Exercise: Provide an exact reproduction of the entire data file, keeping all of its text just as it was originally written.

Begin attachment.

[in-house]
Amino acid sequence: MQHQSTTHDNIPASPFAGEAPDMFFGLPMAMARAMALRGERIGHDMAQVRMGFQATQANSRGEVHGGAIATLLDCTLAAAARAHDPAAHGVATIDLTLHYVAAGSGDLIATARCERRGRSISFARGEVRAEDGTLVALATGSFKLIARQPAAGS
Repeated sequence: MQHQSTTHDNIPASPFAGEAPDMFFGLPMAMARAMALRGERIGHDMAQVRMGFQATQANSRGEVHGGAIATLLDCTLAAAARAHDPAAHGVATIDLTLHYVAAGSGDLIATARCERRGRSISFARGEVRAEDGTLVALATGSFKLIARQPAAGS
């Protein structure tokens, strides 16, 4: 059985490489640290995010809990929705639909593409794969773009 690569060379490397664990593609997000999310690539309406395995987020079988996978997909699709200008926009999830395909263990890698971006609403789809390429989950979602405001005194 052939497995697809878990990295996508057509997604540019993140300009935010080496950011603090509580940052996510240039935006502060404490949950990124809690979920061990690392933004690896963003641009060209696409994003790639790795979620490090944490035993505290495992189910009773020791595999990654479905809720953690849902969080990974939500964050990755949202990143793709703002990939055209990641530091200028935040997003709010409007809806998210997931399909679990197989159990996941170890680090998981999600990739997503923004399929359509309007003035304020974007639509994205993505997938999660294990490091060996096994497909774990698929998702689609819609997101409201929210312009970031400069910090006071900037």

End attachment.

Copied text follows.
[in-house]
Amino acid sequence: MQHQSTTHDNIPASPFAGEAPDMFFGLPMAMARAMALRGERIGHDMAQVRMGFQATQANSRGEVHGGAIATLLDCTLAAAARAHDPAAHGVATIDLTLHYVAAGSGDLIATARCERRGRSISFARGEVRAEDGTLVALATGSFKLIARQPAAGS
Repeated sequence: MQHQSTTHDNIPASPFAGEAPDMFFGLPMAMARAMALRGERIGHDMAQVRMGFQATQANSRGEVHGGAIATLLDCTLAAAARAHDPAAHGVATIDLTLHYVAAGSGDLIATARCERRGRSISFARGEVRAEDGTLVALATGSFKLIARQPAAGS
């Protein structure tokens, strides 16, 4: 059985490489640290995010809990929705639909593409794969773009 690569060379490397664990593609997000999310690539309406395995987020079988996978997909699709200008926009999830395909263990890698971006609403789809390429989950979602405001005194 052939497995697809878990990295996508057509997604540019993140300009935010080496950011603090509580940052996510240039935006502060404490949950990124809690979920061990690392933004690896963003641009060209696409994003790639790795979620490090944490035993505290495992189910009773020791595999990654479905809720953690849902969080990974939500964050990755949202990143793709703002990939055209990641530091200028935040997003709010409007809806998210997931399909679990197989159990996941170890680090998981999600990739997503923004399929359509309007003035304020974007639509994205993505997938999660294990490091060996096994497909774990698929998702689609819609997101409201929210312009970031400069910090006071900037």